An overview of Structural Waterproofing to BS 8102:2009

31st May 2013

Basement Waterproofing Waterproofing Classification

An overview of Structural Waterproofing.

In order to develop a robust waterproofing system for protecting a structure against ground water, BS8102:2009 has been set in place to give recommendations and to provide guidance on methods of dealing with, and preventing the entry of water from the surrounding ground.

Some points and considerations.

A. The Design Team

When designing a waterproofing system a Certificated Surveyor in Structural Waterproofing (CSSW) qualified specialist should be part of the design team.

This specialist should be:

          • suitably experienced
          • capable of devising solutions that can accommodate the various project constraints 
             and needs
          • provide the design team with information and guidance that assist with and influence 
            the design, installation and future maintenance of the waterproofing structure.

 
B. System Design
Here are a few points which should be considered when looking at a structure below ground:

          • During the life of the structure, some degree of ground water pressure is likely to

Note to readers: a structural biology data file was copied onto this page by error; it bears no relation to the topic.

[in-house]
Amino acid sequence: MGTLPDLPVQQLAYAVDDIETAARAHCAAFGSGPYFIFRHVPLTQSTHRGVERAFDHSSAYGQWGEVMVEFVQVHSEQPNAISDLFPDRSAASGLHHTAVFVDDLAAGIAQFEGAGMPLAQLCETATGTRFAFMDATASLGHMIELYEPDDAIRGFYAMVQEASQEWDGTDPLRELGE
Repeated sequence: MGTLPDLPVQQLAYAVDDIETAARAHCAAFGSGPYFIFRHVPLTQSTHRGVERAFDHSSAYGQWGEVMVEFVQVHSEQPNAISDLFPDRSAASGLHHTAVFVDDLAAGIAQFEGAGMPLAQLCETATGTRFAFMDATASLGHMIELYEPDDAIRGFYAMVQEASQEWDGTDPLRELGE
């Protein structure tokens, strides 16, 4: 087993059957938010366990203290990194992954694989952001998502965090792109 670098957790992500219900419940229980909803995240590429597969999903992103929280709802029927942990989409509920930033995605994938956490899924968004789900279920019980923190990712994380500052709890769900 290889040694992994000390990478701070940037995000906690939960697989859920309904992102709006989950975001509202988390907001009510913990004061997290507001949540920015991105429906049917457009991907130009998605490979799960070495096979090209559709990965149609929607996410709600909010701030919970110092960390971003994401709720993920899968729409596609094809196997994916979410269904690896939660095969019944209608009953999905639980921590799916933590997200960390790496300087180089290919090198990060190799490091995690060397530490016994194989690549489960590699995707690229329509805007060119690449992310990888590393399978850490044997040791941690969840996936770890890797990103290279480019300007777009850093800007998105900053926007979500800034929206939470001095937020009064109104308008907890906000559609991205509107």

build up against the structure / waterproofing system.
          • Cracking or defects in the waterproofing system can provide a potential path for 
            water ingress.
          • Even when the site indicates dry, the risk of some waterlogging in the future should 
             be assumed.
          • When inspecting an existing structure, where possible checks should be made to 
             determine the presence of existing waterproofing systems.
          • The potential of movement between the walls and the floor.
          • Groundwater and external drainage conditions.


 
C. Water Table Classification
Where water table classification is under taken, the water table should be considered to be in one of the following three categories:

High – This is where the water table is perched or is permanently above the underside
                  of the base slab.

Low – This is where the water table or a perched water table is permanently below the 
                 underside of the base slab. This only applies to free draining substrates

Variable – where the water table fluctuates.

 
Remember ground water will require time to drain away and can result in limited pressure periodically.


D. Reducing Risks in Waterproofing
 
 
          * Use combined protection
          * Incorporate appropriately designed sub surface drainage and ensure it is maintained
          * Use a fully bonded waterproofing barrier
          * Lower the permeability of the main structural walls
          * Use concrete with a waterproofing admixture, e.g. to BS EN 934
          * Ensure the discharge system, eg pumps, are maintained so that the system remains 
             effective.

          * Where appropriate, the site should be dewatered at least until such time as the below
             ground structure and waterproofing is completed


E. Types of Waterproofing
When making the selection for a waterproofing system considerations should be given to:

          • The need for a combined protection
          • Water table classification and required performance levels